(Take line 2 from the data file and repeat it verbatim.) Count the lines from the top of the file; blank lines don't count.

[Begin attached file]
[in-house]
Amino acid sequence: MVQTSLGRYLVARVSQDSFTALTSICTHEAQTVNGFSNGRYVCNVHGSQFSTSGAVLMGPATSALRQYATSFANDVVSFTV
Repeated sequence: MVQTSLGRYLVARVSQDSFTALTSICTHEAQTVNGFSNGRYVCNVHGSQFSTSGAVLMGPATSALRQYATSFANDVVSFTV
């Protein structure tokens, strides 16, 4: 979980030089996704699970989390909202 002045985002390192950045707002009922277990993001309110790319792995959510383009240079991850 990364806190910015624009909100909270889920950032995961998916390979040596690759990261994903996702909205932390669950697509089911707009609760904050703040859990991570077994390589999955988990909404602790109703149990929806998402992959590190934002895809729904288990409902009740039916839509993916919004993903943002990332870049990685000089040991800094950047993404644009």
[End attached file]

Amino acid sequence: MVQTSLGRYLVARVSQDSFTALTSICTHEAQTVNGFSNGRYVCNVHGSQFSTSGAVLMGPATSALRQYATSFANDVVSFTV